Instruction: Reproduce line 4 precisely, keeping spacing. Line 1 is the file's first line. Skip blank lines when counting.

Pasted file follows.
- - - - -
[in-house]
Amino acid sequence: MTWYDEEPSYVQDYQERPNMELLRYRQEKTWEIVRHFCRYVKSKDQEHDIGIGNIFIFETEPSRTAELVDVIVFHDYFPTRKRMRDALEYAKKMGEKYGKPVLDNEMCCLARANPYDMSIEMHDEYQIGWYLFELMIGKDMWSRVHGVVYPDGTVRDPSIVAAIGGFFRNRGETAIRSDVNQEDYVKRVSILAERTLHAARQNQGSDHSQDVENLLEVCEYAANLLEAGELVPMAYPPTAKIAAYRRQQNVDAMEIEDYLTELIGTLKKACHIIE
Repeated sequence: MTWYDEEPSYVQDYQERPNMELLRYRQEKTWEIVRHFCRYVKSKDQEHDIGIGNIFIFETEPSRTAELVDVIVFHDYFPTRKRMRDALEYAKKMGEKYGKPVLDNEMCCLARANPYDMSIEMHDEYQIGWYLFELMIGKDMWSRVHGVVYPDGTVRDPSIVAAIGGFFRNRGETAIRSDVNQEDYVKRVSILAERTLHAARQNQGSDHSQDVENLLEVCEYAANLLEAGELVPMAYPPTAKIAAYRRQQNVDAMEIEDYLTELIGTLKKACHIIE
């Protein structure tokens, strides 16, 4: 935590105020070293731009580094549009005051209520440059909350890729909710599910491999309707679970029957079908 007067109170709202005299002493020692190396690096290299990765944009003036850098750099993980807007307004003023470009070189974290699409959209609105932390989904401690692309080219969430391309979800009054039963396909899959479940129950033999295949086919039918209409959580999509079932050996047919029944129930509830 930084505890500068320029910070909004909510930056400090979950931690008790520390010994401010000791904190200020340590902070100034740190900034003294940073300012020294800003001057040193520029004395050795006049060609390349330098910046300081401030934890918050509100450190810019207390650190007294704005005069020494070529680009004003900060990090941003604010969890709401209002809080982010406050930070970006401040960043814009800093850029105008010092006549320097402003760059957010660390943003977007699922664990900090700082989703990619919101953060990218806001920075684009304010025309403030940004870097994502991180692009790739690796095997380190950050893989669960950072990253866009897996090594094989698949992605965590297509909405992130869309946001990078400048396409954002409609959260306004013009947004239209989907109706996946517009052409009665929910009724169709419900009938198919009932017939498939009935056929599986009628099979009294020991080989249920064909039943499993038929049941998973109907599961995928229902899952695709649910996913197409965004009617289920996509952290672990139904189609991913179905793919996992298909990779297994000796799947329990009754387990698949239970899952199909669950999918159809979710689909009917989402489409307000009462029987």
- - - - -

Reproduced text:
């Protein structure tokens, strides 16, 4: 935590105020070293731009580094549009005051209520440059909350890729909710599910491999309707679970029957079908 007067109170709202005299002493020692190396690096290299990765944009003036850098750099993980807007307004003023470009070189974290699409959209609105932390989904401690692309080219969430391309979800009054039963396909899959479940129950033999295949086919039918209409959580999509079932050996047919029944129930509830 930084505890500068320029910070909004909510930056400090979950931690008790520390010994401010000791904190200020340590902070100034740190900034003294940073300012020294800003001057040193520029004395050795006049060609390349330098910046300081401030934890918050509100450190810019207390650190007294704005005069020494070529680009004003900060990090941003604010969890709401209002809080982010406050930070970006401040960043814009800093850029105008010092006549320097402003760059957010660390943003977007699922664990900090700082989703990619919101953060990218806001920075684009304010025309403030940004870097994502991180692009790739690796095997380190950050893989669960950072990253866009897996090594094989698949992605965590297509909405992130869309946001990078400048396409954002409609959260306004013009947004239209989907109706996946517009052409009665929910009724169709419900009938198919009932017939498939009935056929599986009628099979009294020991080989249920064909039943499993038929049941998973109907599961995928229902899952695709649910996913197409965004009617289920996509952290672990139904189609991913179905793919996992298909990779297994000796799947329990009754387990698949239970899952199909669950999918159809979710689909009917989402489409307000009462029987």